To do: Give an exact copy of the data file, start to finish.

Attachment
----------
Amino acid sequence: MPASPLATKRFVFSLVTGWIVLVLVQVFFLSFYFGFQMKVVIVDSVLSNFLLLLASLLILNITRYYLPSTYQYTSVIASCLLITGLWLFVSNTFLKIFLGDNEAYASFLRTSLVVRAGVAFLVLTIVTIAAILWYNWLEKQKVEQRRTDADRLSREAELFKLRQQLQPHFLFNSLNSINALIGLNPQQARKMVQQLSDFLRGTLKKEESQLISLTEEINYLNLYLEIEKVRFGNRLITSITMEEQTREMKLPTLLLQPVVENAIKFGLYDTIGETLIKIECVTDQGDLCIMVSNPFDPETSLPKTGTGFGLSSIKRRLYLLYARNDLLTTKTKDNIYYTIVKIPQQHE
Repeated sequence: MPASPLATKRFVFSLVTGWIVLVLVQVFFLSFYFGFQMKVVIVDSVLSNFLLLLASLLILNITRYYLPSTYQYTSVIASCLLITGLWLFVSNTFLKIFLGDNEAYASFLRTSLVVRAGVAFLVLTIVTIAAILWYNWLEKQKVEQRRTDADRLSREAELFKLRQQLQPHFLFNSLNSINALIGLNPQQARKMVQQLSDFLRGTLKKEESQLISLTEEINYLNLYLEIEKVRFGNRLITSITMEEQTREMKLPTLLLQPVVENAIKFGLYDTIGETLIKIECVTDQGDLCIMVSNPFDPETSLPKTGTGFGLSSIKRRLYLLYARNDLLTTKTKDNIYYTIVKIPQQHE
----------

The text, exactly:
Amino acid sequence: MPASPLATKRFVFSLVTGWIVLVLVQVFFLSFYFGFQMKVVIVDSVLSNFLLLLASLLILNITRYYLPSTYQYTSVIASCLLITGLWLFVSNTFLKIFLGDNEAYASFLRTSLVVRAGVAFLVLTIVTIAAILWYNWLEKQKVEQRRTDADRLSREAELFKLRQQLQPHFLFNSLNSINALIGLNPQQARKMVQQLSDFLRGTLKKEESQLISLTEEINYLNLYLEIEKVRFGNRLITSITMEEQTREMKLPTLLLQPVVENAIKFGLYDTIGETLIKIECVTDQGDLCIMVSNPFDPETSLPKTGTGFGLSSIKRRLYLLYARNDLLTTKTKDNIYYTIVKIPQQHE
Repeated sequence: MPASPLATKRFVFSLVTGWIVLVLVQVFFLSFYFGFQMKVVIVDSVLSNFLLLLASLLILNITRYYLPSTYQYTSVIASCLLITGLWLFVSNTFLKIFLGDNEAYASFLRTSLVVRAGVAFLVLTIVTIAAILWYNWLEKQKVEQRRTDADRLSREAELFKLRQQLQPHFLFNSLNSINALIGLNPQQARKMVQQLSDFLRGTLKKEESQLISLTEEINYLNLYLEIEKVRFGNRLITSITMEEQTREMKLPTLLLQPVVENAIKFGLYDTIGETLIKIECVTDQGDLCIMVSNPFDPETSLPKTGTGFGLSSIKRRLYLLYARNDLLTTKTKDNIYYTIVKIPQQHE